The latest had only two entries in it, one she had written on her wedding anniversary, and the other a few weeks later when she was diagnosed with her illness. The rest was empty. Then, Tabitha did the only thing that seemed right – she began writing in it. She had so many thoughts and feelings and she was so confused, that it was more like a reflex to write than actually making a decision to. She grabbed a pencil from the drawer and scribbled furiously for an hour, filling up several pages, and then sighed a deep breath of relief. Maybe this was also part of the reason she never cried over her mom's death, she just wrote her feelings instead of expressing them out loud. Since then, Tabitha had written only two other entries - the only two big things that had happened to her. One was her tenth birthday, which was significant only because it was the only year since her mom's death that her father had gotten her a present. It was an old pocket watch of his; it no longer ran, but it was something Tabitha had always admired as a child. She hadn't seen it in years and was surprised he even remembered how much she had loved it. It was quite a shock and brought back a lot of memories from when she was still little… when she still had a real family.
The second entry was from a week later, when her father died.
He'd simply died. He wasn't old or sickly, so Tabitha just assumed that the combination of a broken heart and his workaholic persona had sent him to an early grave. There was no will, but Tabitha was left with 2 things – a few dollars, perhaps enough for her to get by on for a week, which would hopefully be long enough for her to find work, and a note. The note had been found high on a closet by some distant family member that had come to the funeral and the house afterwards to help settle things. The outside was printed in a messy cursive print, which Tabitha recognized to be her father's handwriting, and read, "To my Tabitha: In the event of my sudden death." Tabitha thought it rather odd for a letter to be addressed like this; had her father known he was going to die? Had he killed himself? Is that why he had given her the pocket watch for her birthday? She shook these thoughts from her head though and read the letter, which simply said, "You look just like your mother, Tabitha. I loved her. Thank you and forgive me." Tabitha had no idea what to make of this and her mind swirled with even more questions. When had her father written this? Why didn't he just tell her? Why write a note with only 3 lines? Was he planning to add more? Forgive him for what?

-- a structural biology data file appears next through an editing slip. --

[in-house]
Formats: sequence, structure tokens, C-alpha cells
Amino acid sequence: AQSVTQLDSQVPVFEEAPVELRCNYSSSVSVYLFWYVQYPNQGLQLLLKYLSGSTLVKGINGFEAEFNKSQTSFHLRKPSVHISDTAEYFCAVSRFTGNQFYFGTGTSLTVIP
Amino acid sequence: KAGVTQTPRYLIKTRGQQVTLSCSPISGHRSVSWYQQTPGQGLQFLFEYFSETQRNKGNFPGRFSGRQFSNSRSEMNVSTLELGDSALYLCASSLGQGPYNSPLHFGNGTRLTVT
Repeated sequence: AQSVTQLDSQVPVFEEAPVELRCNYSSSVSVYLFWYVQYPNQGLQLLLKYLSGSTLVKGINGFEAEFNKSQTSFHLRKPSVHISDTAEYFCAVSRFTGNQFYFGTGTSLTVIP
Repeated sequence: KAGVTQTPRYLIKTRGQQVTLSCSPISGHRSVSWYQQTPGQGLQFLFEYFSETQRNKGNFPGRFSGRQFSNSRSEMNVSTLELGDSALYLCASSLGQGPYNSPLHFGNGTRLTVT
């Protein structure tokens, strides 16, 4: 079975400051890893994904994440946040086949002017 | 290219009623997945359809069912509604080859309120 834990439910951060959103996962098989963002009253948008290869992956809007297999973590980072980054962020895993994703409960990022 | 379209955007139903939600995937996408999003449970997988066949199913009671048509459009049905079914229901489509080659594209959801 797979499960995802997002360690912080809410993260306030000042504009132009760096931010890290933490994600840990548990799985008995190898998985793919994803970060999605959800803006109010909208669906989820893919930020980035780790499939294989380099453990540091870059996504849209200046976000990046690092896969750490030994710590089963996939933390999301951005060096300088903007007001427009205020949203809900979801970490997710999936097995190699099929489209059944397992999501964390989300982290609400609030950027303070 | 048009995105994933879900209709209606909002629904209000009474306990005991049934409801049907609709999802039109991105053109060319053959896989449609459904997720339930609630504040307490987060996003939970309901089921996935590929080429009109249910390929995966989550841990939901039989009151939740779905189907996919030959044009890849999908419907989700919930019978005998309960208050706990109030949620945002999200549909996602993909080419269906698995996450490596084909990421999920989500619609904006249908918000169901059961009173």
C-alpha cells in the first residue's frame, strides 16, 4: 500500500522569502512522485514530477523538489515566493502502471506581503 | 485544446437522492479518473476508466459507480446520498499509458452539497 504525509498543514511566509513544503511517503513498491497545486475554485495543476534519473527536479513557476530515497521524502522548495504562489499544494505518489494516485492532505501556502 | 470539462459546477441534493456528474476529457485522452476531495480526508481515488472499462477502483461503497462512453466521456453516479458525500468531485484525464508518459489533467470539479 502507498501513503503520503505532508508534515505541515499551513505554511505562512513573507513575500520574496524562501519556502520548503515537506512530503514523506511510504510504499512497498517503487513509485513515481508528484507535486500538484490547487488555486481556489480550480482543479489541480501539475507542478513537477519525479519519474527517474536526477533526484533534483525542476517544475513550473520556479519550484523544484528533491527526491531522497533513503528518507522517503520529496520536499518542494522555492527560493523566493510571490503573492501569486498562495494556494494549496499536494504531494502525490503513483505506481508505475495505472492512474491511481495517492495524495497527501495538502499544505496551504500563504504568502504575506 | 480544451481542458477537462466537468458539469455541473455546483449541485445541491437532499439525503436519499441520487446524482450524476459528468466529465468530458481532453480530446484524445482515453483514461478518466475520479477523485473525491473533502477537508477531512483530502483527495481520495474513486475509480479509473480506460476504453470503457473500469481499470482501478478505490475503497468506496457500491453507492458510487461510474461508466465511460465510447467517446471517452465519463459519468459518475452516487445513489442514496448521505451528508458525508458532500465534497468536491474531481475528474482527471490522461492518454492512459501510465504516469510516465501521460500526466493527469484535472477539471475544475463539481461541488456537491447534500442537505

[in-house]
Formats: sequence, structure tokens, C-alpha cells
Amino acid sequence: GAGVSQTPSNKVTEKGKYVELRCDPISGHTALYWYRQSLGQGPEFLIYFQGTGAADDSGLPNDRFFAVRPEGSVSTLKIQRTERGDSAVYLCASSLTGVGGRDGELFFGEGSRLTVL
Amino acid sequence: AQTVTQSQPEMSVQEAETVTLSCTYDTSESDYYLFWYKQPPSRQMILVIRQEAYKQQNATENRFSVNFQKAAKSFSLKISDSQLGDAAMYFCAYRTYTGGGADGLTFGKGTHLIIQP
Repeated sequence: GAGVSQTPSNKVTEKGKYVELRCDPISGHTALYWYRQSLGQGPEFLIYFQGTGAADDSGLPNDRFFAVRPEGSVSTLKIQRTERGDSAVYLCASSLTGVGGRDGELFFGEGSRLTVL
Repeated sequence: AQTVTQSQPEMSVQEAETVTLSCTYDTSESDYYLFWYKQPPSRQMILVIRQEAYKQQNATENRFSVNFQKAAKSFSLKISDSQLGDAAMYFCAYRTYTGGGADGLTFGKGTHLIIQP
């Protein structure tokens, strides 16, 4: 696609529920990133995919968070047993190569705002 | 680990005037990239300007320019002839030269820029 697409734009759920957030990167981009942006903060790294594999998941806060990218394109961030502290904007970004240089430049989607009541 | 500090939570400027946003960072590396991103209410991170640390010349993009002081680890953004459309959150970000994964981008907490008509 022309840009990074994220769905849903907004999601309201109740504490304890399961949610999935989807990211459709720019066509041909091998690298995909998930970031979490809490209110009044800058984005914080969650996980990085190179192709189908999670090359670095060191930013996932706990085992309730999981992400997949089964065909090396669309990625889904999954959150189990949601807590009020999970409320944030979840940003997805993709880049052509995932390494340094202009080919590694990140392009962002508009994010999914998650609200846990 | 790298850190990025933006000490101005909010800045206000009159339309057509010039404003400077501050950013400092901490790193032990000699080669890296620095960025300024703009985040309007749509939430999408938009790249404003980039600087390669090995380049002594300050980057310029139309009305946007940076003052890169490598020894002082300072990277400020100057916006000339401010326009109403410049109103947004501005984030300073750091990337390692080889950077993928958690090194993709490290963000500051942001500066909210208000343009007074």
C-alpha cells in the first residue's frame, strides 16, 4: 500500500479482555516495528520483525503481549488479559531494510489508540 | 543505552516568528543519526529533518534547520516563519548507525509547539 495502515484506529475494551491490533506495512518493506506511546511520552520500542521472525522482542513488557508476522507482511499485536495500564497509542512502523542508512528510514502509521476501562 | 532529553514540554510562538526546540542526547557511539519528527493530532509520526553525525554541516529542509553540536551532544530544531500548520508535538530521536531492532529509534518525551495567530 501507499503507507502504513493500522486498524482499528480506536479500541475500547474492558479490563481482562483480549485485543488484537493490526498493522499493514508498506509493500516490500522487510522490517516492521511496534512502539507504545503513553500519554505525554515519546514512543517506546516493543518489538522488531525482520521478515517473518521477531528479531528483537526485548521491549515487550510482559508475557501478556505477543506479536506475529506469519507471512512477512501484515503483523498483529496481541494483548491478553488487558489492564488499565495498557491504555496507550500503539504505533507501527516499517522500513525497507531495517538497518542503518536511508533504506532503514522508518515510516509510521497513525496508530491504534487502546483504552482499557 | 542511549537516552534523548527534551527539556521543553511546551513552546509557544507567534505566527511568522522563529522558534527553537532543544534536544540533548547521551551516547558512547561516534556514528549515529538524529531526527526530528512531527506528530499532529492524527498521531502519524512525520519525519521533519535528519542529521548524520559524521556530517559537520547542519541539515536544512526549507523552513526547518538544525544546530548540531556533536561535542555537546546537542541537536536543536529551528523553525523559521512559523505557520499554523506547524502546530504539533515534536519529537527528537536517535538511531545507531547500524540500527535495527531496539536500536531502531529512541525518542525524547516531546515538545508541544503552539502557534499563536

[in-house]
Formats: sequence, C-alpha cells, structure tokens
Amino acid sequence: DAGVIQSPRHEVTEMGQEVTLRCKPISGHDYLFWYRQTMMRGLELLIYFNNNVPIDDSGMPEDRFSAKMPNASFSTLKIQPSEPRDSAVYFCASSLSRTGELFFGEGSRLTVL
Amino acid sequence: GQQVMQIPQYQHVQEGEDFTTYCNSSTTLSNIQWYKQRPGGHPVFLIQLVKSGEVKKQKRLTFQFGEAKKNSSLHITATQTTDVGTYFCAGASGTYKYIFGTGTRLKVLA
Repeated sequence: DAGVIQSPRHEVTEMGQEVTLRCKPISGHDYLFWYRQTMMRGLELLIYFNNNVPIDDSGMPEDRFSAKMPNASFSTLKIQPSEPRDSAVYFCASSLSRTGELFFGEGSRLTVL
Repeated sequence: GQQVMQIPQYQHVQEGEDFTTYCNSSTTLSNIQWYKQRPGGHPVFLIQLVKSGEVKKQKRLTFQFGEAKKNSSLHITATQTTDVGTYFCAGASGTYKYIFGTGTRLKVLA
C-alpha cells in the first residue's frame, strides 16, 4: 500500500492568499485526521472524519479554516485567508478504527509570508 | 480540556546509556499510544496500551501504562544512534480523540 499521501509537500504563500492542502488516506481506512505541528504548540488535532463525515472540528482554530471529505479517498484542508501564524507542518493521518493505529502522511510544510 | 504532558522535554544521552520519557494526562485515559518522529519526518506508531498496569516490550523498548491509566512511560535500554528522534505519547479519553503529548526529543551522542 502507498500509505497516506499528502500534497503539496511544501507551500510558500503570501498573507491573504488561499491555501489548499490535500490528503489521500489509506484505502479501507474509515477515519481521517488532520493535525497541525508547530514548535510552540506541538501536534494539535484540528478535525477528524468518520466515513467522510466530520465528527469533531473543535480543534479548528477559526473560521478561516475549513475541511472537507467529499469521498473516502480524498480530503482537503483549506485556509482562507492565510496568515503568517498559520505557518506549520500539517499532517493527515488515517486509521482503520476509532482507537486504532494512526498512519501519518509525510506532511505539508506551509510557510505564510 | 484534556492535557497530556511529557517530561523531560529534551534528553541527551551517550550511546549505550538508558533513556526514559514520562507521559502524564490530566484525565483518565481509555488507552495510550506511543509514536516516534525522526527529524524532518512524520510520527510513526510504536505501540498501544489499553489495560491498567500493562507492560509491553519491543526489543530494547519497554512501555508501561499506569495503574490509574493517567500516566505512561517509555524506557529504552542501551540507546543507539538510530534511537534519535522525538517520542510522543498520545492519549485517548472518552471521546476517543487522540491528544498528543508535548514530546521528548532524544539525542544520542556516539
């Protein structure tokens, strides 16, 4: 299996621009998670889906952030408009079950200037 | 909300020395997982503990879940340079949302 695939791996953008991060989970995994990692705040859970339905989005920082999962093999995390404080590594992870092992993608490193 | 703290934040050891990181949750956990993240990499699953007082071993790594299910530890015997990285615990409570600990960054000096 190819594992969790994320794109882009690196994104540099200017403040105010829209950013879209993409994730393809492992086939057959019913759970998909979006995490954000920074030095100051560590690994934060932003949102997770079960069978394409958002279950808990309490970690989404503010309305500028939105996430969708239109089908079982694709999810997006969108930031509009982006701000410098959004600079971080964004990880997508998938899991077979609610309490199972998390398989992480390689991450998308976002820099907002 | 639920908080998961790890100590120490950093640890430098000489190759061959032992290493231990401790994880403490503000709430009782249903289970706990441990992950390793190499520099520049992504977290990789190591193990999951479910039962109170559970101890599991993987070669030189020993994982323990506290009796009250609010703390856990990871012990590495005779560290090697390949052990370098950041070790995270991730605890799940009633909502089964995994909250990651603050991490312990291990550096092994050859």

But she didn't have time to sit around and contemplate all the possible meanings of the note, she had to get a job and a place to live, seeing as she couldn't afford to make payments on the house they already had. Although she was very mature for her age, she was still only ten, and the only skills she had were cooking, cleaning, and reading. She didn't have a clue what job she would actually be qualified for or where she should even begin to look for one. Finally, she decided where to start. Tabitha packed up the few belongings she had to keep – the diary of her mother that she had been writing in, the pocket watch (which she now wore around her neck like a necklace), the letter, and a few basic articles of clothing - and headed to a place she recalled from when she was still very young; the last place her mother and father and her had been out together as a family – the local spaceport.
That's where Silver found her.